New Delhi: “I used work from 8 pm to 6 am. The employer assured me to pay Rs 7,500 per month but did not pay anything. A person used to beat the children badly, if any silly misconduct found,” reads the statement of a child, who was rescued from Okhla.The following statement defines the pathetic condition in which the child labourers are working in the city. According to the Delhi Commission for Protection of Child Rights (DCPCR), last year, more than 20 complaints against child labour were received. Also Read – Cylinder blast kills mother and daughter in Karawal Nagar” In most of the complaints, it was written that there were no security and fire safety inside the factories,” said Roop Sudesh Vimal, an official from DCPCR. He further said that the counselling of several rescued children revealed that they want to study but they have to work mainly due to poverty. “Parents are forced to send their children for work. The conditions in which child labourers working are very hazardous as tragedy can happen anytime,” added Vimal. Also Read – Two persons arrested for killing manager of Muthoot FinanceMost of the children who were rescued belongs to Bihar, Uttar Pradesh, Jharkhand and some other states. In a recent case, three kids were rescued from the plastic unit in Okhla area. The rescuers said that there were no fire safety measures in the factory. The Delhi Police data accessed by Millennium Post revealed that in the year 2018, as many as 118 cases were registered in Juvenile Justice (Care and Protection of Children) Act. In 2019 (upto May 15), nearly 31 cases were registered. “Under JJ Act, 66 persons arrested last year whereas in current year, 19 persons were nabbed,” Delhi Police data further revealed. Under the child labour act, 15 cases were registered last year in which three persons were nabbed whereas in 2019 (till May 15), seven cases were reported. Deputy Commissioner of Police (New Delhi) Madhur Verma said that they take regular action on the complaints regarding child labourers. “In many occasions, Delhi Police and SDMs conducted regular raids in different factories after receiving information regarding child labour. We have rescued children and arrested owners in various cases,” added DCP Madhur Verma. Police have also rescued children who are forced to work as maids in various houses. Police sources said that in a recent crime review meeting, it was discussed that strict action will be taken against those who sell drugs, inhalers to small children in the city.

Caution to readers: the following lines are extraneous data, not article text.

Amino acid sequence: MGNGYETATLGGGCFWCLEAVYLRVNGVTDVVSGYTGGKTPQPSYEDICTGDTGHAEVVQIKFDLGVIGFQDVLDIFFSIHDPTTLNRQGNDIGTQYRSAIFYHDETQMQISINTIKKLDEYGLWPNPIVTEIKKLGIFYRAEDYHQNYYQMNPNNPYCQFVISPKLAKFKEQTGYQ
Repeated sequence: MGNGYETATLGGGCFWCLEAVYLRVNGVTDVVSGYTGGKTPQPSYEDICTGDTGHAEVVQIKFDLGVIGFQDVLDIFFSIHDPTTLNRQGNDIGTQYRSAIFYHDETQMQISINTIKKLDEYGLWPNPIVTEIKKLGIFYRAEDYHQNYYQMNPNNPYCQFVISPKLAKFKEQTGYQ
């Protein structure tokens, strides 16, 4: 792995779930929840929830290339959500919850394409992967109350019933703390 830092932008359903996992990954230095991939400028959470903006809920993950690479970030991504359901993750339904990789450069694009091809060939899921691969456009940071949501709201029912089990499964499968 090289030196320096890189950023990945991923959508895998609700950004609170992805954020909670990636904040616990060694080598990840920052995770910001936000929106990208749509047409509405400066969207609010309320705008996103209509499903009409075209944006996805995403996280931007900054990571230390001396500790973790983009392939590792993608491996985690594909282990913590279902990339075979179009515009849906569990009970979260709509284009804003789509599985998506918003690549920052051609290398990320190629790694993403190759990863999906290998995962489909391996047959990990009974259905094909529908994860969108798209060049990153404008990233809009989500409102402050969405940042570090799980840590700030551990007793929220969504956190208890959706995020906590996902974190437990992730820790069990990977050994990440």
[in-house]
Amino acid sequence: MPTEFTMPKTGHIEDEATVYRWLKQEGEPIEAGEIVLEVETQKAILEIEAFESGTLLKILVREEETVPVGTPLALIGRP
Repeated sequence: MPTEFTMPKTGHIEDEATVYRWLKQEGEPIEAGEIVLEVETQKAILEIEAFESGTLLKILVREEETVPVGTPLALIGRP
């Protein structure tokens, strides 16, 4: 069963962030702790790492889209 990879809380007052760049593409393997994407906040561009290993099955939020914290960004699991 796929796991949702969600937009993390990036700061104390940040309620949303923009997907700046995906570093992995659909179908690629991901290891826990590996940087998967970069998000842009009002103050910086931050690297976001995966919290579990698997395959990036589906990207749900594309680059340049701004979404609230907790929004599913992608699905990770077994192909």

Source: UNAMACivilian deaths and injuries in Afghanistan, January to September 2009-2018 No military solution to fightingIn the news release, the top UN official in Afghanistan reiterated his call for an immediate and peaceful settlement to the conflict to end the suffering of the Afghan people.“There can be no military solution to the fighting in Afghanistan,” said Tadamichi Yamamoto, the Special Representative of the Secretary-General for the country and the head of UNAMA.“All parties can and should do their utmost to protect civilians from harm, including by making concrete progress toward peace.”UNAMA also called on all anti-government elements to “immediately cease” the deliberate targeting of civilians, particularly with the use of illegal and indiscriminate IEDs, and underscored the need on all parties to uphold their obligations under international law, at all times, to protect civilians from harm.Authorized by the Security Council, the UN Mission works to lessen the impact of the conflict on civilians and issues regular reports on the situation. Since 2012, the civilian causality reports have been prepared jointly with the Office of the UN High Commissioner for Human Rights (OHCHR). The findings are based on strict verification regime including in depth investigation into the incidents. According to the quarterly update on protection of civilians, issued on Wednesday by the UN Assistance Mission in Afghanistan (UNAMA), 8,050 civilians died or were wounded between January and September, with use of suicide bombings and other improvised explosive devices (IEDs) by anti-government elements, accounting for almost half the casualties.“Every civilian death leaves a family devastated, grieving and struggling to come to terms with the loss, and each civilian injured or maimed causes untold suffering,” Danielle Bell, the head of UNAMA’s human rights office, said in a news release.Across the country, Nangarhar, Kabul, Helmand, Ghazni and Faryab provinces recorded the highest number civilian casualties, and for the first time, Nangarhar (located on the border with Pakistan) surpassed the capital Kabul in terms of highest number of deaths and injuries.“The worrying rise in civilian casualties in Nangarhar reflects an unacceptable trend that is indicative of how Afghan civilians continue to bear the brunt of this ongoing conflict,” added Ms. Bell.The report also found that ground engagements were the second leading cause of civilian casualties, after suicide attacks and IEDs. This was followed by targeted and deliberate killings, aerial operations and explosive remnants of war.Of grave concern was the increasing direct targeting of civilians, including ethnic and religious minorities, noted the report.Actions by pro-Government forces resulted in 761 civilian deaths and 992 injures, while 231 civilians perished and 602 were injured in crossfire between opposing fighters.